But my point was that to make a kid love reading you gotta start early. Giving him a taste of everything so that when he’s, say, 15 he knows what sort of books that he loves. And if he loves some genre then he’ll find it. That’s for sure. I never countered your point :) See? I was stressing on the point of kids reading all sorts of genres from an early age.

  7. My son is 10. We bought him an ipad last year. He also uses my Kindle. Whenever her asks if he can buy an e book I say yes. His school just allowed students to bring ereaders to school and just this month 3 kids got kindles our nooks for their birthdays. My son usually buys nonfiction. Ghost in the Wires. Fatal system Error. He did read Human.4 and liked it. Here’s the thing I noticed. If there is a good book that is gender neutral, he’ll read it. Why not have more of those instead of”boy” books?

  8. My “Boys” are now twenty three & nineteen I’ve read them books since they were infants & we always bought them books or got them from the library. They have read throughout their lives & still read real books! My younger son is in his second year of college as a Physics/Math major but still reads fiction {more during summer or time off}. If you don’t take the wonderful time to spend reading to your children every night before bed when they are little; why would they grow up to love books? Yeah, I’m old &
    “Old School” so I still love to visit the library & did several times this summer with my nineteen year old. He even got his Dad to get a Library Card this summer!

  9. Thanks for the suggestions, folks. I’ve tortured GK with the classics, but he wants something a little more relatable. He’s is eleven, so I’m right at that lovely between stage. He’s ripped through all of Rick Riordan’s books in a matter of weeks and loves Yugioh graphic novels. Most of what I suggest automatically becomes uncool because Mom likes it, meaning I could not get him to read my X-Men and Batman GNs and comics to save my life. LOL

    Though part of the Mom uncool factor was negated when I picked up Tobias Buckell’s Halo: The Cole Factor, and GK asked if he could read it. He’s now read all of the Halo novels and just finished The Lion, The Witch & the Wardrobe, so I was looking for a modern YA that didn’t involve glittering vampires.

    Martha, I so agree we need more gender neutral books. Let me know if you write one. *grin*

  10. Kortney Gessler

    Loved this post! One of my kid brother’s is a writer and is a book worm like his ol’ sis. One kid brother is a ‘gamer’ and loves to read anything having to do with dragons, knights, sci-fi, star-wars that sort of thing. However, Mom read to all of us kids when we were younger and kept the books involved in our lives from day one. So it is not unreasonable to see either boy enjoy literature in some form. There’s three of us girls and all of us are writers and avid readers too. Of course we all have our own genres that we enjoy…it shows how very different all three of us are. My other brother? Not a chance he’s picking up a book now. Just not his thing. I own a small publishing company and thus far I really haven’t had any manuscripts that would be appropriate for an 11 year old boy. However, I am glad I stumbled on this post and the comments this morning. This is the type of thing I have been looking for – what exactly are the readers wanting that are not a fad. What group is being left out and how do we really appeal to them to get them reading. I hope that ebooks will bring the younger boys into the fold of fiction. Hopefully publishers and even authors will look at this group and start writing stuff that caters to them – if there is something that will open the door the kids will run with it. There was a series of books my mother and grandmother invested in for me – it was called the Great Illustrated Classics. The younger ones loved reading them too… it was a great way to introduce all of us to classic literature without being over the top for kids to understand. Moby Dick, Little Women, Black Beauty, Jules Verne, et al. Here is the website – and they have them in ebook form too…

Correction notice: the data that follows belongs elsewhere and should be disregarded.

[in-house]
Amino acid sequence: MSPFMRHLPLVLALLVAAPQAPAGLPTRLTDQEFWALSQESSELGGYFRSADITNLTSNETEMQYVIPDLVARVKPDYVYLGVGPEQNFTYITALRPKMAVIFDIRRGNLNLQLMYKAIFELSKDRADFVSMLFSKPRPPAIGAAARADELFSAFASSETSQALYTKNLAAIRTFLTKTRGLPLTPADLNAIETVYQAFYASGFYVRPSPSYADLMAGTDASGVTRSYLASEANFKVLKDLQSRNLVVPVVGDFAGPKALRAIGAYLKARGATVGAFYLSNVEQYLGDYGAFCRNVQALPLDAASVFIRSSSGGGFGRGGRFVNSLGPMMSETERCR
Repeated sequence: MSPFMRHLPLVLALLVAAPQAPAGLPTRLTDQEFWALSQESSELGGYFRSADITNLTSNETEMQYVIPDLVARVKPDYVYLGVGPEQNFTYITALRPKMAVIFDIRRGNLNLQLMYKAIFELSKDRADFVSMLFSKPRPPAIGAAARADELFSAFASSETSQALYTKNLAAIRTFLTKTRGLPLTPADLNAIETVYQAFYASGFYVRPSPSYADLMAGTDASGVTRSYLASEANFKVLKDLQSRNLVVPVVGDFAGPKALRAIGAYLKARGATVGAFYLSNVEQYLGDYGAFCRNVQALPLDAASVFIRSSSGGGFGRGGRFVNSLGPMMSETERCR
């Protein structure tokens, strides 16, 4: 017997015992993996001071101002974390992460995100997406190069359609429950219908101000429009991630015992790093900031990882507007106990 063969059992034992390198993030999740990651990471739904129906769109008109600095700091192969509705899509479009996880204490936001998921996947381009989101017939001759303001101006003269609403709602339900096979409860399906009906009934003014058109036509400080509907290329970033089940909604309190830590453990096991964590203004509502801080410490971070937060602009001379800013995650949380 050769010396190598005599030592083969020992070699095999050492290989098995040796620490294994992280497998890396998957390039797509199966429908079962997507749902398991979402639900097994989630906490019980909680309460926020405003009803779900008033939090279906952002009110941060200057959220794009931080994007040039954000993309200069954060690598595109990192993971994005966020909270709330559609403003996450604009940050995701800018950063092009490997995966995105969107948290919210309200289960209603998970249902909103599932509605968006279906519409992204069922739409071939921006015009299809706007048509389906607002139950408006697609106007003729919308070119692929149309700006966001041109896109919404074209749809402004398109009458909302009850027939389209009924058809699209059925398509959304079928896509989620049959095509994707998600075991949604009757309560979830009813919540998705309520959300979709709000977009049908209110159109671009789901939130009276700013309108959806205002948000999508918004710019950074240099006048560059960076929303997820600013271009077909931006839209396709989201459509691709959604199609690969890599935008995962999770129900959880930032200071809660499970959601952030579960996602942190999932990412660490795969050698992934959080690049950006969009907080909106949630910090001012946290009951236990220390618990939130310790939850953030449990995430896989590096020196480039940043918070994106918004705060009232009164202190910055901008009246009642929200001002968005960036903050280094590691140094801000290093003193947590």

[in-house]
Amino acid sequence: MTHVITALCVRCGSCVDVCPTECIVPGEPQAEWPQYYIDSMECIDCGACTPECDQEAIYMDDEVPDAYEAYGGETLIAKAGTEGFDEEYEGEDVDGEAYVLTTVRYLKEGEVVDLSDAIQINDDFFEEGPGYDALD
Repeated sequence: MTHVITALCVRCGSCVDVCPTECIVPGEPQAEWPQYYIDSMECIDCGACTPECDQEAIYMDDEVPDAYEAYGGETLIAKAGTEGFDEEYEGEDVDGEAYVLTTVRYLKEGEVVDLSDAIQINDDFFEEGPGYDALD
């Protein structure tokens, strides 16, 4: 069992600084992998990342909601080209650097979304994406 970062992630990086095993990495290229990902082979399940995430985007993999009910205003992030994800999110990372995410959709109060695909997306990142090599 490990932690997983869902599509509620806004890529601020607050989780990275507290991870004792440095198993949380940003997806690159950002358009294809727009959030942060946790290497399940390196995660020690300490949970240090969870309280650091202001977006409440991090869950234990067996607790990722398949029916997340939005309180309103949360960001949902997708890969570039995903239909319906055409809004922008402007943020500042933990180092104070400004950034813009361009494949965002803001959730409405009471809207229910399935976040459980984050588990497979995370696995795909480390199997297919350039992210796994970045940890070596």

11. I agree with Martha’s plea for more gender neutral books. Jack Eason, in the 1st comment, notes the books he enjoyed as a boy. Most of the books/authors he mentioned I too enjoyed when I was growing up – as a girl. It frustrates me that our society has become more rigid about girl/boy stereotypes and seems to believe that girls can’t like what boys like and vice versa. My favourite toy was lego. I was astonished to find when I was buying toys for my daughters that it was now classed as a toy for boys (except for the dumbed down girls range).

    I wonder if boys are suffering from this too. Perhaps they are limiting the books that they will read because they don’t want to be seen reading books that are designated ‘girls books’? Perhaps we are limiting the range of books that we are offering to them, thus limiting their choices?

    Only one person has mentioned reading non-fiction. I prefer reading non-fiction for leisure. Perhaps in the spirit of encouraging boys to read more we should also be suggesting non-fiction books to read?

    1. There are definitely limits placed on boys. I did a quick study of recommended reading lists for boys ( and in sources like Oprah’s Book Club, 93% of the suggested books had male leads. The lowest percentage of male leads was 75% (Boston Public Library), but most were at or over 90% male.

      As I said in response to another blog post on this topic: “With so much talk about boys falling behind in reading, why not encourage boys to broaden their reading lists, rather than narrow them by ignoring excellent stories that feature a girl as the lead character? Boys might just find something they like among those ‘girls’ books,’ if given the chance.”

      Non-fiction is a suggestion I always make and there are lots of great titles out there, from books about the environment and animals to biographies of interesting historical figures, both male and female.

  12. Clive Cussler isn’t dead yet I think? While I read all that Verne, Poe, Doyle stuff as well I soon started on boaty fiction. Read all the Hornblowers and Bolithos and in fact in that genre loadsbooks are still written.